Clinical potential: angiotensin converting enzyme inhibitor or angiotensin II antagonist?


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Abstract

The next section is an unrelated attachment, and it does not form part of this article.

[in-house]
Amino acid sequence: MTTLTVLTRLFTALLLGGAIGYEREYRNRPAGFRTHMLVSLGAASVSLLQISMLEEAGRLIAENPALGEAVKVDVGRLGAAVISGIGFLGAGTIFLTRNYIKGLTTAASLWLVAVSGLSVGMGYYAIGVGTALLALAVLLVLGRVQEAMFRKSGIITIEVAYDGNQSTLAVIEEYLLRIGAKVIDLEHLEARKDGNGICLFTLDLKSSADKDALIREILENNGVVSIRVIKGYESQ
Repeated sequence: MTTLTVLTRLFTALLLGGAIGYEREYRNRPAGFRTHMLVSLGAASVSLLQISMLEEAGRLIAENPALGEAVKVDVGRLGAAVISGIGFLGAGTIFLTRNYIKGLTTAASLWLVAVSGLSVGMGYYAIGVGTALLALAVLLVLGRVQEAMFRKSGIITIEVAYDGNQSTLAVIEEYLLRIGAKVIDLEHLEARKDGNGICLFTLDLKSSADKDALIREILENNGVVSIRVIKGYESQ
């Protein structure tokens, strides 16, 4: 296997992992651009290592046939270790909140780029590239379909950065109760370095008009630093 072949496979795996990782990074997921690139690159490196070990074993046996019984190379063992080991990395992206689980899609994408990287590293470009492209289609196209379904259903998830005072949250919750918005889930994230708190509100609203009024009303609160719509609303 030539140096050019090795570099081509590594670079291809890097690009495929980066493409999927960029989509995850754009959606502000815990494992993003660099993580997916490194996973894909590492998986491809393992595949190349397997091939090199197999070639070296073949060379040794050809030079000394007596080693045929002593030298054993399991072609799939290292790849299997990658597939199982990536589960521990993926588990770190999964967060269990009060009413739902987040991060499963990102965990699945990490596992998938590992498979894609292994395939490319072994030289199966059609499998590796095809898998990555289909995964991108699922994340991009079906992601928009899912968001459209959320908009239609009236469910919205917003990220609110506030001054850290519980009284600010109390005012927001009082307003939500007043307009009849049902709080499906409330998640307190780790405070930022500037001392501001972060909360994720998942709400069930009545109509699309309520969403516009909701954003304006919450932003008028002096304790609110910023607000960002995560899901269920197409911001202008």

Blockade of the renin-angiotensin system by angiotensin converting enzyme (ACE) inhibitors has an established role in the management of hypertension, heart failure, patients post-myocardial infarction and renal impairment. The mechanism of action of angiotensin II antagonists offers the potential of more complete blockade of angiotensin II, selective inhibition of the AT1 receptor and specificity for the renin-angiotensin system. Whether these mechanistic differences enhance the clinical potential of these drugs remains to be established. Preliminary evidence suggests that ACE inhibitors and angiotensin II antagonists have similar antihypertensive, haemodynamic and nephroprotective effects. Several major outcome trials with angiotensin II antagonists are underway and these should determine the eventual clinical potential of this class. Early results suggest equivalence with ACE inhibitors but further direct comparisons are needed. Angiotensin II antagonists have one undisputed advantage - excellent tolerability. Given the continuing under-use of ACE inhibitors because of concerns about adverse effects, this property alone may prove decisive in ensuring that angiotensin II antagonists yield the full clinical potential from blockade of the renin-angiotensin system.

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